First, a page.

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If you are a millennial who got Facebook after Myspace went the way of Ask Jeeves, you might remember Honesty Box.
Honesty Box was an application one could attach to their Facebook in the early 2000s. People could submit personalized questions in complete anonymity. Giving pubescents a place where they could say things to one another without fear of repercussions went exactly how any reasonable adult would expect, but much like other trends that should have stayed dead (including shoulder pads, chokers and marrying in your early 20s) Honesty Box was recently brought back to life in the form of Sarahah.
Sarahah’s website says that this thing exists in order to provide a platform to “get honest feedback from your coworkers and friends.” But who will be giving you this anonymous dose of reality? To save your time, we’ll tell you.
“You occasionally come off as a little shrill.”
-Your former boss who never makes this comment to male employees
“Suck my dick.”
-The guy from your improv class who still thinks dicks are the highest form of comedy
“You were a bitch then, and you’re probably a bitch now.”
-Your best frenemy from middle school
-Some random who doesn’t understand that, even if you wanted to, which you don’t, it’s anonymous, so you wouldn’t know who to send them to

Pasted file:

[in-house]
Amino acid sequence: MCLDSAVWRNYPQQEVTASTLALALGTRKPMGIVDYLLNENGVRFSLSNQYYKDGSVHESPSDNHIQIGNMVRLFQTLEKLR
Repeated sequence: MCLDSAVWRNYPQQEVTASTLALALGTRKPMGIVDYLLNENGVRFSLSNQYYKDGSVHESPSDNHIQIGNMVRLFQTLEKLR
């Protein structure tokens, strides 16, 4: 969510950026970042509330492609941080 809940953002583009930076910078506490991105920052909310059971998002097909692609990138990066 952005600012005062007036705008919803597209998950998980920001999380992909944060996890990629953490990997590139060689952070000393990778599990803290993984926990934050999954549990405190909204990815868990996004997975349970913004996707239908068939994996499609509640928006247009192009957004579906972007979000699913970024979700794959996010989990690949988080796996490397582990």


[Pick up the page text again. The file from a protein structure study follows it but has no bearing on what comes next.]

“What was your opinion about Rachel’s pick on ‘The Bachelorette’?”
-One of your Bachelor Nation viewing party friends (Note: I think she should have gone with Eric, because he was the one who would have really given her the life that she wanted so desperately. He had the soulfulness of Peter and the willing-to-proposeness of Bryan. But I think we all need to respect her ultimate choice and let them have a chance at love, okay???)
“Leave another K-cup in the Keurig, and I’ll blow our whole office to hell.”
-Your current boss who doesn’t know you don’t drink coffee and should probably have sent this to Charlie-in-accounts-payable’s Sarahah
“I have been stealing bits of your hair while you sleep to make clones of you.”
You will never find out who said this
“I hate you and you aren’t funny.”
The little voice in your head that makes Sarahah totally unnecessary
Alexandra Shields received her B.A. in theater with a concentration in playwriting and theater for young audiences. Upon graduation, her play, Dog Eat Dog was selected for the Graduate Playwriting Showcase. Post Northwestern, Alexandra graduated from the Second City Writing Program. Her sketches have since been featured in The Mary Scruggs Festival and Secrets and Lies. Her plays have been featured at 13th Street Repertory Company, American Theater Company’s Bridge Program. Alexandra has also had articles published by Cracked.com.